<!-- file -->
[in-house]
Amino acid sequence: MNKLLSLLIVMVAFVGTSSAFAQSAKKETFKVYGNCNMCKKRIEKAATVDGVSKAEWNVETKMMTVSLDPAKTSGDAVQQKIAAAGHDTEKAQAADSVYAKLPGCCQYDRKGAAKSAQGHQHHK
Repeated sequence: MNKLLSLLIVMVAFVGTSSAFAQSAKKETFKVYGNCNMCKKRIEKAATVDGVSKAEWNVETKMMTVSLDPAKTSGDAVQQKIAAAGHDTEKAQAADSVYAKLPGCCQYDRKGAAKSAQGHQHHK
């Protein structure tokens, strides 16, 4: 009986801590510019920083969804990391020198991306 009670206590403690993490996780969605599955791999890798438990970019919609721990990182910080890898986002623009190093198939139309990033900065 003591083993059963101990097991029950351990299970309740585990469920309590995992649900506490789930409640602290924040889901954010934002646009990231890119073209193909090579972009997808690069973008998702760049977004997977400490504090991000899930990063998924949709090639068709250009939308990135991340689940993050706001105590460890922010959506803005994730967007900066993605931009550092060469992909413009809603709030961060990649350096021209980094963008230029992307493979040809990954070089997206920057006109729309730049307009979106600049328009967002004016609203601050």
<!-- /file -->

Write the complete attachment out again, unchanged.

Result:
[in-house]
Amino acid sequence: MNKLLSLLIVMVAFVGTSSAFAQSAKKETFKVYGNCNMCKKRIEKAATVDGVSKAEWNVETKMMTVSLDPAKTSGDAVQQKIAAAGHDTEKAQAADSVYAKLPGCCQYDRKGAAKSAQGHQHHK
Repeated sequence: MNKLLSLLIVMVAFVGTSSAFAQSAKKETFKVYGNCNMCKKRIEKAATVDGVSKAEWNVETKMMTVSLDPAKTSGDAVQQKIAAAGHDTEKAQAADSVYAKLPGCCQYDRKGAAKSAQGHQHHK
């Protein structure tokens, strides 16, 4: 009986801590510019920083969804990391020198991306 009670206590403690993490996780969605599955791999890798438990970019919609721990990182910080890898986002623009190093198939139309990033900065 003591083993059963101990097991029950351990299970309740585990469920309590995992649900506490789930409640602290924040889901954010934002646009990231890119073209193909090579972009997808690069973008998702760049977004997977400490504090991000899930990063998924949709090639068709250009939308990135991340689940993050706001105590460890922010959506803005994730967007900066993605931009550092060469992909413009809603709030961060990649350096021209980094963008230029992307493979040809990954070089997206920057006109729309730049307009979106600049328009967002004016609203601050």